far below, from the overlook by Robin C. Coppock

Averie Woodward Photography

Averie Woodward Photography

Red silt and sediment.

The gathered rust of tapered centuries

where weakly crumbled canyon clay

had turned to mud when there was water there

then dried to dust

along which treads

a faceless charcoal pencil-sketch wanderer,

erased at the edges,

indistinguishably gray.

His travels have kicked up

and crusted onto him;

the bottom layer of the valley

and the man

are blended inextricably.

The distant hazy view imagines

a moment of pause.

A glance to the sun,

whose highest heat is visible today.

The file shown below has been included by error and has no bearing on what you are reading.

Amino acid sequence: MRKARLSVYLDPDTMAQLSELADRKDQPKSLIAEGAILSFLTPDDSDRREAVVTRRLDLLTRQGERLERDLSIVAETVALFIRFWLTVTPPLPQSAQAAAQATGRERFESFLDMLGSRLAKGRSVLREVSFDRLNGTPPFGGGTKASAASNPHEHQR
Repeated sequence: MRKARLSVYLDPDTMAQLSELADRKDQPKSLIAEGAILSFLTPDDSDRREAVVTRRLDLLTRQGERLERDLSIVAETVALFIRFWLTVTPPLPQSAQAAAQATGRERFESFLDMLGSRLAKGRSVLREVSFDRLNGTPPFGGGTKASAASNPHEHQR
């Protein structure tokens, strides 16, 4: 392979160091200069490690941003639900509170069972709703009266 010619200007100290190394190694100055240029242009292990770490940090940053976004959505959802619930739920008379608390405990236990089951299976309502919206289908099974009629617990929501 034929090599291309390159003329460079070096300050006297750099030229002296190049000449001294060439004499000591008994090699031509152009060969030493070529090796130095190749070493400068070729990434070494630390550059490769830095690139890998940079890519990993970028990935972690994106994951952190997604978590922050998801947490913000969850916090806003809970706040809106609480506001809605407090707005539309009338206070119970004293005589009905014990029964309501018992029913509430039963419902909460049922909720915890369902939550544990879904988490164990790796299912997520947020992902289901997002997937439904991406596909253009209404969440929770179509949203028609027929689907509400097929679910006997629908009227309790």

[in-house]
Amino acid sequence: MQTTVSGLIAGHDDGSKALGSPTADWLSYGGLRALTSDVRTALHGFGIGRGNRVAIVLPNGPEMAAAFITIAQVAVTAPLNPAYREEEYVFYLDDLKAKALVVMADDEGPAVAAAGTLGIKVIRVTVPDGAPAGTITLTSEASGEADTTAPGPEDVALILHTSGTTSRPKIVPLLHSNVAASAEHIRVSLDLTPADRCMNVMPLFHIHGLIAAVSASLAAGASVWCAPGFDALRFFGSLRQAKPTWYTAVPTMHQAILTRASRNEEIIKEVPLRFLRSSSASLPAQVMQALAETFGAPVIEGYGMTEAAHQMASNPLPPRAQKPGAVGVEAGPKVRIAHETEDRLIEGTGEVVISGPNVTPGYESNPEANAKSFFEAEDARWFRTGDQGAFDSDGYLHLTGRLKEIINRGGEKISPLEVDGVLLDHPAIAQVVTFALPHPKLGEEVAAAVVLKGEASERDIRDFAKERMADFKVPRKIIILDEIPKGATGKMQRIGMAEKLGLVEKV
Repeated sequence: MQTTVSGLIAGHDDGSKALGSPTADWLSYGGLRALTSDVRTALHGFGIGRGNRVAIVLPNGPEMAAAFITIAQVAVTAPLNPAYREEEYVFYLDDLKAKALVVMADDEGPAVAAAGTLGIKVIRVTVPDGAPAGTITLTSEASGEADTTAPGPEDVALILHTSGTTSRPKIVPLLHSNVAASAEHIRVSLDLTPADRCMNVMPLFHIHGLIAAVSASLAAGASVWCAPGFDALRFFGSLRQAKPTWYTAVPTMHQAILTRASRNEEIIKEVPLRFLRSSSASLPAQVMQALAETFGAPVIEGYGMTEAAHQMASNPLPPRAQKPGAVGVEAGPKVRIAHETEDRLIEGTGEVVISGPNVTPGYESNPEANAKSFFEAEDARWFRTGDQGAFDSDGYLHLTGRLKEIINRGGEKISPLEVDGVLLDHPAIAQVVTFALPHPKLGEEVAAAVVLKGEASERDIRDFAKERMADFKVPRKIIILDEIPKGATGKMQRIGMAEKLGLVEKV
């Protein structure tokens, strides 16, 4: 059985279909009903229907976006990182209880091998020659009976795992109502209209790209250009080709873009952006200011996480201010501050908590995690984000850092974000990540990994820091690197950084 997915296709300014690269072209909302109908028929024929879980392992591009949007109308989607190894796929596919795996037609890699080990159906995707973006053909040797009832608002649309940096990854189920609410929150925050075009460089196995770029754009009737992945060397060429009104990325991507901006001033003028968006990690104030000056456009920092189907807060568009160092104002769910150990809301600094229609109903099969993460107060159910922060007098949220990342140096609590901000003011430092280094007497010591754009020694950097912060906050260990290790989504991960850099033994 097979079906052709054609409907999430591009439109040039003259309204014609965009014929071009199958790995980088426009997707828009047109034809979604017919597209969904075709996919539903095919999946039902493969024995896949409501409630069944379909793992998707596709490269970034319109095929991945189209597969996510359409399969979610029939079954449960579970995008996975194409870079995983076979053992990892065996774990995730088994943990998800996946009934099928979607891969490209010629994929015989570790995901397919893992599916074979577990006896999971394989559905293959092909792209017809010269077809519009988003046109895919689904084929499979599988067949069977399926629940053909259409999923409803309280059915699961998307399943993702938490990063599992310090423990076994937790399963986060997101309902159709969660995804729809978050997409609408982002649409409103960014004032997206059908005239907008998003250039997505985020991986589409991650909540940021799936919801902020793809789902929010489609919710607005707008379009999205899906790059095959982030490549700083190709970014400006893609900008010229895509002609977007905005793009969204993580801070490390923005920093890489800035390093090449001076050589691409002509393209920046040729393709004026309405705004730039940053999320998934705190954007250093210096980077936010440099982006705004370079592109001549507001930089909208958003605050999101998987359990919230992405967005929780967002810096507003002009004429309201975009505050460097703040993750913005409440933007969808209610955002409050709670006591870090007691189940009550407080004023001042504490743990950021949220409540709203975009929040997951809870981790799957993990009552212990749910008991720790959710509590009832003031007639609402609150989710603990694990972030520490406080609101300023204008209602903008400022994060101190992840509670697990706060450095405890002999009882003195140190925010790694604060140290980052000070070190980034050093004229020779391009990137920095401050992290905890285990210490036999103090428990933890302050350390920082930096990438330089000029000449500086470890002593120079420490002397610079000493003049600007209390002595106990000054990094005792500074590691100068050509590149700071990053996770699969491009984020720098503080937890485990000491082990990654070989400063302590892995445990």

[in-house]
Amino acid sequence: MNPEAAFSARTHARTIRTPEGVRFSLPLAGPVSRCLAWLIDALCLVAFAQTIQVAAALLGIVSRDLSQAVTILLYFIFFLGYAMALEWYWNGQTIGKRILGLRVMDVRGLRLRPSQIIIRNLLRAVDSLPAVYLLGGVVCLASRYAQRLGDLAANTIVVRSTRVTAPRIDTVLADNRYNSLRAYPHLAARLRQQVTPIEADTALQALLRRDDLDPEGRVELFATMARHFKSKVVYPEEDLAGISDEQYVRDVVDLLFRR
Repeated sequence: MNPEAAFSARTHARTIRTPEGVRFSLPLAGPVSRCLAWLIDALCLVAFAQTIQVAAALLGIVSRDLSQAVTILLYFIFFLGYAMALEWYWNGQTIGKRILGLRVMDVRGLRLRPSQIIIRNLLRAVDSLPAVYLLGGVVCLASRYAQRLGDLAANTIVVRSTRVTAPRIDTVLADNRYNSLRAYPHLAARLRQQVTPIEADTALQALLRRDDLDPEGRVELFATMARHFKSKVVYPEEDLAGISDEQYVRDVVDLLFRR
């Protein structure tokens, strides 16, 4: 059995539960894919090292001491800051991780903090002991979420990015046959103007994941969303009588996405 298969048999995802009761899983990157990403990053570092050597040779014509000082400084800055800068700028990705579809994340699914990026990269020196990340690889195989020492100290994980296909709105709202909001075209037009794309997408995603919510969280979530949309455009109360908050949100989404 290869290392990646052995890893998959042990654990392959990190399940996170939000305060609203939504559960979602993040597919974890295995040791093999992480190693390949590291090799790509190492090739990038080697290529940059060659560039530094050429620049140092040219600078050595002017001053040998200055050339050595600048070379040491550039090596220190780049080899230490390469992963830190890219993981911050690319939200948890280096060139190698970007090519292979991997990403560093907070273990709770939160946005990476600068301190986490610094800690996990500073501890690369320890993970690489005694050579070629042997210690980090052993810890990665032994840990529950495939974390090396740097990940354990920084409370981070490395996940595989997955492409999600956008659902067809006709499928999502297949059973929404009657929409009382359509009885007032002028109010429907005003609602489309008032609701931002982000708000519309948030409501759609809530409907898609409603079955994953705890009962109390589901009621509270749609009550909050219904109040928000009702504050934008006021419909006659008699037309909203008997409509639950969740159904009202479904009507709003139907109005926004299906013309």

Whose rippled sweat is dripping up

from out of dry clay earth.

The sun who sees what he cannot:

the path moves only onward,

never up.

You yell for him.

But he, too far to hear the echoes,

searches out the sky.

A numinous expansive blue,

divinity infused,

that finds its way inside his chest

and takes up space—

pressures the heart, splits ribs apart,

petrifies his breath.

And almost inadvertently he sees

your peering face

as indistinct to him as he is gray.

And so he knows there’s someone at the top.

And so he knows he cannot stop.

Onward down eternal winding miles.

Robin C. Coppock